Freestyle Club of the Year – Steamboat Springs Winter Sports Club
Steamboat Springs Winter Sports Club has a long history of supporting freestyle through athlete development and event participation. The club believes it is important to build up the grassroots level and help build up the sport. Three athletes from Steamboat were in the top 10 on this year’s NorAm tour, including NorAm Grand Prix Champion Ryan Dyer. Two athletes, Avital Shimko and Jaelin Kauf, received medals at the 2015 FIS Junior World Championships. Steamboat also played hosted to 2015’s U.S. Freestyle National Championships.

Jumping/Nordic Combined Club of the Year – Park City Nordic Ski Club
As a part of the Utah Olympic Legacy Foundation, Park City Nordic Ski Club (PCNSC) is a resource for multi-sport entry programming as well as providing a World Cup and international venue for competitions and training in ski jumping and nordic combined. PCNSC has the whole package: a strong organizational base, an international venue, training and competitions and programming that serves a wide range of athletes and is coming on strong with results at every level.

Snowboarding Club of the Year – Team Park City United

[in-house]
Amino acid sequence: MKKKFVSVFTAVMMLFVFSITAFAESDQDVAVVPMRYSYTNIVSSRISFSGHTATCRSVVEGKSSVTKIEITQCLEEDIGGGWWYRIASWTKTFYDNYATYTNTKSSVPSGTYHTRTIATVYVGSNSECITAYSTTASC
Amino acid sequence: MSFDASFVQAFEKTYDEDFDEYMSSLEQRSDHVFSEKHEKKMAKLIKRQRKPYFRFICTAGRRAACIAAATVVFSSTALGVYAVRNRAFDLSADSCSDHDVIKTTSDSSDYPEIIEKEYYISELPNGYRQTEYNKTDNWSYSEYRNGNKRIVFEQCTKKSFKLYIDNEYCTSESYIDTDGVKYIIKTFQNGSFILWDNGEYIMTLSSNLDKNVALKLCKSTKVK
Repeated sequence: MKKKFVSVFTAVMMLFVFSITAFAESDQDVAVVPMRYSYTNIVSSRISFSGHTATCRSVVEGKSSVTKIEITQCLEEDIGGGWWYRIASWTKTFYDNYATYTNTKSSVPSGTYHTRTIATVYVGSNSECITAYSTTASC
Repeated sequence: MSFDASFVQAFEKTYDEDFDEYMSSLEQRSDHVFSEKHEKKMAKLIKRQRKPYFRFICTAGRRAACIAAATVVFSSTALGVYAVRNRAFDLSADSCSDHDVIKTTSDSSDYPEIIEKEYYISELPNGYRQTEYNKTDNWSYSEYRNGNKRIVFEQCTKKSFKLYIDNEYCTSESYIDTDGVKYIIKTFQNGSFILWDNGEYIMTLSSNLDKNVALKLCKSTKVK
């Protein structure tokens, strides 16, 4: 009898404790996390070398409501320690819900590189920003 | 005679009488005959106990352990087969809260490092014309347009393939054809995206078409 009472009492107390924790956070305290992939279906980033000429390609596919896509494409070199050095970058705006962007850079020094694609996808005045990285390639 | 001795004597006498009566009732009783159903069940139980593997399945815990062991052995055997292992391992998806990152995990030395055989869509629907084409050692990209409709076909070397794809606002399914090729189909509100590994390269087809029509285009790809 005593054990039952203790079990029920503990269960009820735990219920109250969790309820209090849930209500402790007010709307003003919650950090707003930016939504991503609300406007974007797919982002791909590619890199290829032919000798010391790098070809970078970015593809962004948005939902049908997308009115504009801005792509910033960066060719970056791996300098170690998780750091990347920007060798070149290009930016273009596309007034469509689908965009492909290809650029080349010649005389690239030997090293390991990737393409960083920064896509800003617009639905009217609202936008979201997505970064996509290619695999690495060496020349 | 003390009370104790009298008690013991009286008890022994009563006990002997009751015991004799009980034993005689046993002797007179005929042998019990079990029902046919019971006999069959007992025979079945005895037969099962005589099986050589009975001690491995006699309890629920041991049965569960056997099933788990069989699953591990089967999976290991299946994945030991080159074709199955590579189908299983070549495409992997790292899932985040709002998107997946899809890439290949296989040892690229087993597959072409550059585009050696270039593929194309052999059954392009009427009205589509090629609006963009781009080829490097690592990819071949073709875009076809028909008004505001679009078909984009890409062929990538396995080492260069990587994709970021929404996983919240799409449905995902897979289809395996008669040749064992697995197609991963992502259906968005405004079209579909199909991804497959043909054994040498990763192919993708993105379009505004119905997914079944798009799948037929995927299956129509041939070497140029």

This past season, Park City ski and snowboard clubs came together to form Team Park City United. Together these clubs created a program dedicated to putting athletes first and sharing in the passion for competitive winter sports. Team Park City United athletes had multiple podiums at Junior Nationals, USASA Nationals and Junior Worlds, including Clara Jenner’s bronze medal in halfpipe snowboarding.
 

USSA ATHLETES OF THE YEAR

Adaptive Athlete of the Year – Andy Soule (San Antonio, TX)
Last season, Andy Soule’s success in cross country skiing was limited and his biathlon success always depended on his impeccable performance in the range, and even then he was infrequently on the podium. The willingness to fail while seeking improvement coupled with patience, determination and hard work brought Soule the performance breakthrough he had been seeking. Of his 10 World Cup and World Championship podium performances this season, eight came in cross country events. He medaled in five of the six World Championship individual races, both biathlon and cross country. Soule outright won four cross country World Cup races this season on his way to winning the overall IPC Cross Country World Cup title.

Alpine Athlete of the Year – Lindsey Vonn (Vail, CO)
Lindsey Vonn was able to overcome the mental and physical challenges of coming back from injury. She won eight world cups, earned a bronze medal at the 2015 FIS Alpine Ski World Championships and won a record 17th Audi FIS Alpine World Cup overall globe and record sixth straight downhill title. To top it all off, she brought her Audi FIS Ski World Cup victory total to 67, etching her name into the record books as the winningest women's World Cup racer ever.